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    @imsodin It would not be so easy to find fault with your answer if you at least removed the word "exactly," as that does allow for easy argument. It is not exactly 12 hours year round. It would be closer to that than any other latitude, and it does average to 12, but it is not exactly that all year.
    – Loduwijk
    Commented May 1, 2017 at 23:08
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    That argument I can't win, you are obviously right - maintaining something is exact is impossible. So I made my statement not absolute and added other minor factors that can contribute to a deviation (thought those are tiny).
    – imsodin
    Commented May 2, 2017 at 7:08

Imagine for a minute that the Earth is perfectly spherical, that sunlight arrives "from infinity", and that any given spot is either lit or unlit. Then, at any given time, exactly half the surface is in "daytime" and the other half in "night-time". The line separating the two is a Great Circle - a circle with the same centre and radius as the solid sphere.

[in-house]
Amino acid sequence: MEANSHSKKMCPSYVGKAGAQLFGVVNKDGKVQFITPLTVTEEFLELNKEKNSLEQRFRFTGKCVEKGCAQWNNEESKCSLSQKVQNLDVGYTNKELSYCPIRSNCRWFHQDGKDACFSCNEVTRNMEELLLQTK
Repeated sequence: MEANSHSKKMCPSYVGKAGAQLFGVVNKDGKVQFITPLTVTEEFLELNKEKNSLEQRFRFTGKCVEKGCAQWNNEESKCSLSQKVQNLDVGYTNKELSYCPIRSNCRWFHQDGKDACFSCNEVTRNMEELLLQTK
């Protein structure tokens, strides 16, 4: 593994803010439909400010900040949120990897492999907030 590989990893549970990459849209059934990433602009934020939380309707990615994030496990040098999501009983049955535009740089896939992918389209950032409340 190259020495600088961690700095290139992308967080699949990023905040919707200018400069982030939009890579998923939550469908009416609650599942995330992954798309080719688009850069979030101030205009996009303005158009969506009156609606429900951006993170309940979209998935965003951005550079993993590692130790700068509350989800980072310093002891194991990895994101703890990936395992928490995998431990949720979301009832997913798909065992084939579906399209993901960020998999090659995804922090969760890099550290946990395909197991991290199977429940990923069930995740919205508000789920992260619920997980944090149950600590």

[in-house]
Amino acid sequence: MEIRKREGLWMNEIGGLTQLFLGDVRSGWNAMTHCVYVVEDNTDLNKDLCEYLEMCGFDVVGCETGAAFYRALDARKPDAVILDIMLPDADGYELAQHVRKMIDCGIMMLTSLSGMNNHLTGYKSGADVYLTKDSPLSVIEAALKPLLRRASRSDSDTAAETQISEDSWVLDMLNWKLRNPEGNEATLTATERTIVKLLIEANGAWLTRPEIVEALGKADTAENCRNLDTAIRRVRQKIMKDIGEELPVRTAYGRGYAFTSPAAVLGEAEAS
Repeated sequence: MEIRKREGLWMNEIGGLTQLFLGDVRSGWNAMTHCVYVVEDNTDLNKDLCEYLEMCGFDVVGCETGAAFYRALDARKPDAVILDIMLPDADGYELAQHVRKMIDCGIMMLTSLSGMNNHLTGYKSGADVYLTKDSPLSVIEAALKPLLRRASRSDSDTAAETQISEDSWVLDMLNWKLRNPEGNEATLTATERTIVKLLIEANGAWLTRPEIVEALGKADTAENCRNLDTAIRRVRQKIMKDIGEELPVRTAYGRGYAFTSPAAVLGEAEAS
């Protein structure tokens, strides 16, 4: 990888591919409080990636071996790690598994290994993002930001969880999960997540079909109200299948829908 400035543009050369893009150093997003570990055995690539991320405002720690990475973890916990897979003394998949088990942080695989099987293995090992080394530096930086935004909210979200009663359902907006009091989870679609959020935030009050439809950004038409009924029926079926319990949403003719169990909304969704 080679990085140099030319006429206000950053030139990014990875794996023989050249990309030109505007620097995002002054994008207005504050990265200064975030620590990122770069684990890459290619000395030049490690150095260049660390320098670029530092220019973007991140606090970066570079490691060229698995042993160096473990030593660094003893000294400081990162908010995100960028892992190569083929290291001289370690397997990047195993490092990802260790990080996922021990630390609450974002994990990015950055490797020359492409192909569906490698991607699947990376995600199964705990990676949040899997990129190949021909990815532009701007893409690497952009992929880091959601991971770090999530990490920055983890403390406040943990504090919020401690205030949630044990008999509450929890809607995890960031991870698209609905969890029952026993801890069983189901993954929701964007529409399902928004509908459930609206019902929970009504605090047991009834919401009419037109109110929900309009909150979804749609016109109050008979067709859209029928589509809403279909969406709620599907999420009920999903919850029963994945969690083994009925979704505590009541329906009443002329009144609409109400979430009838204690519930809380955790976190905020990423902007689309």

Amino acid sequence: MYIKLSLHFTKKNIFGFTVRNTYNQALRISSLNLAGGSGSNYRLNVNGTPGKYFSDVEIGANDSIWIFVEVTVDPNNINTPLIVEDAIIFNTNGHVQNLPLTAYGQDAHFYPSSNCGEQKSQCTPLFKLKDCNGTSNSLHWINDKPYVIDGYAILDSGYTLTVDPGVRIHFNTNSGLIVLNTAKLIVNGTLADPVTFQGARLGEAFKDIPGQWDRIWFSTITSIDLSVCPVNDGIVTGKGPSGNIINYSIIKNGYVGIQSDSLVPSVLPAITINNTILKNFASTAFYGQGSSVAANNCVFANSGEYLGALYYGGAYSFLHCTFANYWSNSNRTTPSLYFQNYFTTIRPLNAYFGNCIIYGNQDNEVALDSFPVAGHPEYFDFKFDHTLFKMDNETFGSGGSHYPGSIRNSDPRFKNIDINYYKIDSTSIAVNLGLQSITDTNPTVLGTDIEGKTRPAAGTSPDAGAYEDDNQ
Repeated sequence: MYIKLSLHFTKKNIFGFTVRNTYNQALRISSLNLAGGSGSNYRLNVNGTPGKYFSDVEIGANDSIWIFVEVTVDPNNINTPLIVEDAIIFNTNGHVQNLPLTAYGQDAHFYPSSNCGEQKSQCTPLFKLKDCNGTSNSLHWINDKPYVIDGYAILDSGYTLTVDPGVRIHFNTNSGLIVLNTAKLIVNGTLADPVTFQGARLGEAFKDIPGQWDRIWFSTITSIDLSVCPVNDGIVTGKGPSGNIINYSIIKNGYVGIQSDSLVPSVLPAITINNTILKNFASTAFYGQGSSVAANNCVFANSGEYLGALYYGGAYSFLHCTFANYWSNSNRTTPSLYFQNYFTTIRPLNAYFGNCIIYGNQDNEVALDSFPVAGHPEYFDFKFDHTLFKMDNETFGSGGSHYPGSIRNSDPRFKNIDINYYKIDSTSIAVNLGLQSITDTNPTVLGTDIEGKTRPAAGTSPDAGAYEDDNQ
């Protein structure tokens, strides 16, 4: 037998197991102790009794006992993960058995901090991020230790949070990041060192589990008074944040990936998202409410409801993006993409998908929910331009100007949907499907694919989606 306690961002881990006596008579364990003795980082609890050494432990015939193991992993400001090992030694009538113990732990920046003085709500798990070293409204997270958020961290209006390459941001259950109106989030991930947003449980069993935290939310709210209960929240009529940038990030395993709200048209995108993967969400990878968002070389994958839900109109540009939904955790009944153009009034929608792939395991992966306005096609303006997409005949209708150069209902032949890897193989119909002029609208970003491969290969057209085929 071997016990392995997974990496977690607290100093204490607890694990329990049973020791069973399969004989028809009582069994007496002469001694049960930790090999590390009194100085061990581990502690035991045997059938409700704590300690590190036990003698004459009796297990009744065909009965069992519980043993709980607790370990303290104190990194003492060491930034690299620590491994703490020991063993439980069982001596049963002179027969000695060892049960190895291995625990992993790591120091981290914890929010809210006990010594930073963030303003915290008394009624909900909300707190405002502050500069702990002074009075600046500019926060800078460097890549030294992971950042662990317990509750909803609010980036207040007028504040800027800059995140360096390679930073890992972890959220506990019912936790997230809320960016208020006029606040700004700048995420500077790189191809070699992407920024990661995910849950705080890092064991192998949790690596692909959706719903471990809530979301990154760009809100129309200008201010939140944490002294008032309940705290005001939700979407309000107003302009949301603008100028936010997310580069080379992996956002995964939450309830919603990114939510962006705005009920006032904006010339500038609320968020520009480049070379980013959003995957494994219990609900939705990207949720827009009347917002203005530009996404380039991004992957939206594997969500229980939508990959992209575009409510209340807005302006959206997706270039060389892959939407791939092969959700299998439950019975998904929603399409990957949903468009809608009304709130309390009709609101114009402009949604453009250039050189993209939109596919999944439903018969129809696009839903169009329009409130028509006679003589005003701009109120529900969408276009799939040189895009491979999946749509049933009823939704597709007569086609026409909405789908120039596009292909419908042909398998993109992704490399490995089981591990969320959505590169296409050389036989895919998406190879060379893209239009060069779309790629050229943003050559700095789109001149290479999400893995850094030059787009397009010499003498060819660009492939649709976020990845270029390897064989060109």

It should be clear that any other Great Circle on this ideal Earth must intersect this penumbral line and be divided exactly into two equal parts of light and dark.

Now consider the path that any given place on the sphere travels as it rotates. It will move around a line of latitude (i.e. always eastwards). This path forms a circle parallel to the Equator. There is a line of latitude that is a Great Circle, and that is the Equator itself.